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How to be a successful University student – Part 1

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University lifestyle can be an overwhelming experience, with so much to do and seemingly little time to do it all. In order to make the most of your time in college/university, you will need to do well in class, take advantage of extracurricular opportunities, and prepare yourself for life after graduation. Going to college can be a fun and exciting time, especially if you are committed to being successful.

Go to class.  Each missed class represents missed content and missed discussion. Some professors weigh participation into your final grade calculation. Even if attendance isn’t required, however, you will make a good impression on your professor and TA if you show up to class.

  • Only miss class if you are genuinely sick—too sick to get anything worthwhile out of the lecture.
  • If you need some incentive, consider the cost of each class hour.

Take notes. Your memory is never as good as you think it is. There will probably be plenty of things taking up space in your mind while at school. Taking good notes will keep you engaged in classroom activities (lectures and discussion) and give you a good basis when studying for exams.

Participate in class. Ask questions of your instructors, give answers if they ask questions, and contribute to discussion sections. Taking an active part in the class will keep you involved with the material, and help you better understand what the instructor needs you to know.

  • Sitting in front, or at least not in the back, will make it easier to pay attention and put you front and center for the professor to see.

Take time to study. Success in college relies on you preparing outside of class, so spend time reviewing your notes and reading the textbook for each session. When you study, find a quiet space and cut off outside distractions. A good rule of thumb is to spend two hours studying for each hour you spend in class.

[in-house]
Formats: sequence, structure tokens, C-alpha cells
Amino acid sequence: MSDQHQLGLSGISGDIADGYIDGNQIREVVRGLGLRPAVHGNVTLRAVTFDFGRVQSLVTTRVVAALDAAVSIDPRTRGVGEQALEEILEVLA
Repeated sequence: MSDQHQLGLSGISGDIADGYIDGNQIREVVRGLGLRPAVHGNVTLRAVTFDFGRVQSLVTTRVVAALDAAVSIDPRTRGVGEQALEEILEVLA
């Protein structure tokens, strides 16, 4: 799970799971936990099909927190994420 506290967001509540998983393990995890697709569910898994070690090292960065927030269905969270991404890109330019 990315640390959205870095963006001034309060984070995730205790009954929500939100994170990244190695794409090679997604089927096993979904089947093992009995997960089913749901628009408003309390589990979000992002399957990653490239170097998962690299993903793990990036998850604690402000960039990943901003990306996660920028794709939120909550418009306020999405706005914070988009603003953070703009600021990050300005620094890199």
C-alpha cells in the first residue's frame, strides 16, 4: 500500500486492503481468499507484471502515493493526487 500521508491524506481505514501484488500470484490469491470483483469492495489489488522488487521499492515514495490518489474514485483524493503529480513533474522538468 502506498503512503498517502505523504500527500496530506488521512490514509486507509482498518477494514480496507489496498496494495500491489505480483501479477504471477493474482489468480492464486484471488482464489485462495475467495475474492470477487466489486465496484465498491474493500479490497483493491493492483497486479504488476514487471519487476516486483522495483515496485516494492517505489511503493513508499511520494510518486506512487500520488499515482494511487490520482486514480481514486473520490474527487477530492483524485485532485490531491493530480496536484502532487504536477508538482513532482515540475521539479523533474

Study groups—working with other students in your class—can be helpful, but also go off-track easily. Make sure you find a study group that reviews the material, and spends most of its time actually studying, rather than chatting.

Don’t cram! Part of being a successful college student is doing more than passing tests; it’s retaining the useful information for the real world. When you cram, you might remember enough to pass your exam, but chances are high that you’ll forget most of it in a day or two. When you’re spending tens of thousands of dollars to learn this stuff, actually remembering it for later is a smart investment.

Spacing out your study sessions over a few days is the best way to make sure you remember the material later. Rather than spending a 9-hour marathon studying for a test, for example, start a few days early and study for 1-2 hours each day for 3 or 4 days in a row. If you can plan well ahead of time, it’s even better to space your studying out over a period of weeks.

Avoid procrastinating. No professor ever complained about her students finishing an assignment early. Setting aside time to complete one task will give ease your stress level, and make it more likely to complete others on time.

  • On occasion, you may need to stay up all night to finish an assignment. Procrastinating will only make doing so more likely, and doing work early can help you get more regular sleep.
  • Set yourself regular performance goals. These small goals seem easy to do so you’re less likely to procrastinate on them. However, the accomplishments will pile up fast.

Communicate with your instructor. Your professors want you to do well in class, so feel free to ask questions about the material. Every professor has open office hours, so stop by to introduce yourself, ask about the class, or discuss your grades. This can allow them to learn more about you, your strengths and weaknesses, and provide better feedback for improving your work.

Be confident. Most students’ attitude towards a class dictates their success. Believe you can learn the material and be successful, and you will increase your chances of succeeding. Don’t think about how difficult things are, but how you are going to overcome those difficulties

Reference/source

https://collegesuccessformoms.wordpress.com/2013/08/23/studyhabits/

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